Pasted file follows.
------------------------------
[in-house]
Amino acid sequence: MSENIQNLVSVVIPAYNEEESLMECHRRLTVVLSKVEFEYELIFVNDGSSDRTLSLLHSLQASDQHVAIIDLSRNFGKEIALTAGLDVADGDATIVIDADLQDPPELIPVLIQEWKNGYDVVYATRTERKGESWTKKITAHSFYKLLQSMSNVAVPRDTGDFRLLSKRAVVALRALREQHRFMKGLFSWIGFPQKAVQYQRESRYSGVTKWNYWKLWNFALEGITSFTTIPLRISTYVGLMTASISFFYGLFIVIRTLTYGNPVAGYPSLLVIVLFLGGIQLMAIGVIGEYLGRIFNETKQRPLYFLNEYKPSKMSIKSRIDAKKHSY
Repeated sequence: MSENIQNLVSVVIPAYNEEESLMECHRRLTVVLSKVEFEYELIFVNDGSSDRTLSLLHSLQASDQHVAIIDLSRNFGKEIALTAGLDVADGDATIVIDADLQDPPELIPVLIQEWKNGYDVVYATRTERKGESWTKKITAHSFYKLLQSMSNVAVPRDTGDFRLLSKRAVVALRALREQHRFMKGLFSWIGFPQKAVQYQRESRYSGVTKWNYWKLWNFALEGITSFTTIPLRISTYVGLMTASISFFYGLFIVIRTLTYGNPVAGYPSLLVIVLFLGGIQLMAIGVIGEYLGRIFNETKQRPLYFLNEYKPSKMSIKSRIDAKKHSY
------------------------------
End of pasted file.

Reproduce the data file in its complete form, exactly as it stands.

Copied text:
[in-house]
Amino acid sequence: MSENIQNLVSVVIPAYNEEESLMECHRRLTVVLSKVEFEYELIFVNDGSSDRTLSLLHSLQASDQHVAIIDLSRNFGKEIALTAGLDVADGDATIVIDADLQDPPELIPVLIQEWKNGYDVVYATRTERKGESWTKKITAHSFYKLLQSMSNVAVPRDTGDFRLLSKRAVVALRALREQHRFMKGLFSWIGFPQKAVQYQRESRYSGVTKWNYWKLWNFALEGITSFTTIPLRISTYVGLMTASISFFYGLFIVIRTLTYGNPVAGYPSLLVIVLFLGGIQLMAIGVIGEYLGRIFNETKQRPLYFLNEYKPSKMSIKSRIDAKKHSY
Repeated sequence: MSENIQNLVSVVIPAYNEEESLMECHRRLTVVLSKVEFEYELIFVNDGSSDRTLSLLHSLQASDQHVAIIDLSRNFGKEIALTAGLDVADGDATIVIDADLQDPPELIPVLIQEWKNGYDVVYATRTERKGESWTKKITAHSFYKLLQSMSNVAVPRDTGDFRLLSKRAVVALRALREQHRFMKGLFSWIGFPQKAVQYQRESRYSGVTKWNYWKLWNFALEGITSFTTIPLRISTYVGLMTASISFFYGLFIVIRTLTYGNPVAGYPSLLVIVLFLGGIQLMAIGVIGEYLGRIFNETKQRPLYFLNEYKPSKMSIKSRIDAKKHSY